For the first time, international team of astronomers has measured a black hole’s “point of no return,” the closest distance that matter can approach before being irretrievably pulled into the black hole.
Using a continent-spanning telescope, an international team of astronomers has peered to the edge of a black hole at the center of a distant galaxy. For the first time, they have measured the black hole’s “point of no return” — the closest distance that matter can approach before being irretrievably pulled into the black hole.
A black hole is a region in space where the pull of gravity is so strong that nothing, not even light, can escape. Its boundary is known as the event horizon.
“Once objects fall through the event horizon, they’re lost forever,” says lead author Shep Doeleman, assistant director at the MIT Haystack Observatory and research associate at the Harvard-Smithsonian Center for Astrophysics (CfA). “It’s an exit door from our universe. You walk through that door, you’re not coming back.”
The team examined the black hole at the center of a giant elliptical galaxy called Messier 87 (M87), which is located about 50 million light-years from Earth. The black hole is 6 billion times more massive than the sun. It’s surrounded by an accretion disk of gas swirling toward the black hole’s maw. Although the black hole is invisible, the accretion disk is hot enough to glow.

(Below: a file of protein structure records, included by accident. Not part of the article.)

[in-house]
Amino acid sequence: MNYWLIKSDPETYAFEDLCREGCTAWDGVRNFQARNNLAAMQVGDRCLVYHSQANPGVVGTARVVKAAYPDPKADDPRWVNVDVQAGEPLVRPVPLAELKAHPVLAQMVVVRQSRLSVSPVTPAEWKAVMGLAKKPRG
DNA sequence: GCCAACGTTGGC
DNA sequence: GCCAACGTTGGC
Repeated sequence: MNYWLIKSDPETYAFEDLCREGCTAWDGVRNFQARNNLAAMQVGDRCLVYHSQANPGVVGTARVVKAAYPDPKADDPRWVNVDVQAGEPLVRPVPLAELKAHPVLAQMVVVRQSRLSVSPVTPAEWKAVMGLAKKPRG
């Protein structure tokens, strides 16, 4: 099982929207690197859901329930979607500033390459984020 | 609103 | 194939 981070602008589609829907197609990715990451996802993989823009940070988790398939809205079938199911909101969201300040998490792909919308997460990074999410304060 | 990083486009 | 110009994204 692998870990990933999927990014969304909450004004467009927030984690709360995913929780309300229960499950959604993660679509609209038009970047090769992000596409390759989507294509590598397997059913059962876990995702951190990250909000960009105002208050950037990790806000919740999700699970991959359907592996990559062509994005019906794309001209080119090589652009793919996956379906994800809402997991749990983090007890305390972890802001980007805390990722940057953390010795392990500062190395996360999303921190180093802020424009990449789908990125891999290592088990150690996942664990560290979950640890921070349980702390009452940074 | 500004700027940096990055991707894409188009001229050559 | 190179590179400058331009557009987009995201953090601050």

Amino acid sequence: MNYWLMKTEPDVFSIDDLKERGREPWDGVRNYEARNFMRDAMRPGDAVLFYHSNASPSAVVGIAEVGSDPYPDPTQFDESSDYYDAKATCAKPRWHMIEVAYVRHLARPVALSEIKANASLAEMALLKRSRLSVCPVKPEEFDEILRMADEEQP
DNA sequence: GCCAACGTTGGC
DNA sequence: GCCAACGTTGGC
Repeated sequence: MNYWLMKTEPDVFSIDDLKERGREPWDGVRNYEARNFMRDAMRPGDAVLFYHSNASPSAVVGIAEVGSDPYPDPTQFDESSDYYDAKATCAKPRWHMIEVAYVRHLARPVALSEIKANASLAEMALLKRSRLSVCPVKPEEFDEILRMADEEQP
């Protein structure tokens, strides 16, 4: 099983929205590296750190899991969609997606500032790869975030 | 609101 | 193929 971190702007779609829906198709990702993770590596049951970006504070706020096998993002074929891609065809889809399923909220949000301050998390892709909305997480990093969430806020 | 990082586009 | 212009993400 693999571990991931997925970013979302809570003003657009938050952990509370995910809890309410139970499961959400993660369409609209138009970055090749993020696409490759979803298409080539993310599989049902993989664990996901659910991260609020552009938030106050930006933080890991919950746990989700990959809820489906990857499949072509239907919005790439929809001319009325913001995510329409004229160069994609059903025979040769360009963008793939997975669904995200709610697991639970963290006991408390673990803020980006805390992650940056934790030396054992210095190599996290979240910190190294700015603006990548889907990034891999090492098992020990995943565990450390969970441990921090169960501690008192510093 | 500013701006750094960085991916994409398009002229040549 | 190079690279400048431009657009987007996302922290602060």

“Even though this black hole is far away, it’s so big that its apparent size on the sky is about the same as the black hole at the center of the Milky Way,” says co-author Jonathan Weintroub of the CfA. “That makes it an ideal target for study.”
According to Einstein’s theory of general relativity, a black hole’s mass and spin determine how close material can orbit before becoming unstable and falling in toward the event horizon. The team was able to measure this innermost stable orbit and found that it’s only 5.5 times the size of the black hole’s event horizon. This size suggests that the accretion disk is spinning in the same direction as the black hole.
The observations were made by linking together radio telescopes in Hawaii, Arizona, and California to create a virtual telescope called the Event Horizon Telescope, or EHT. The EHT is capable of seeing details 2,000 times finer than the Hubble Space Telescope.
The team plans to expand its telescope array, adding radio dishes in Chile, Europe, Mexico, Greenland, and the South Pole, in order to obtain even more detailed pictures of black holes in the future.
The work is published in Science Express.
Image: Chris Fach; NASA and the Hubble Heritage Team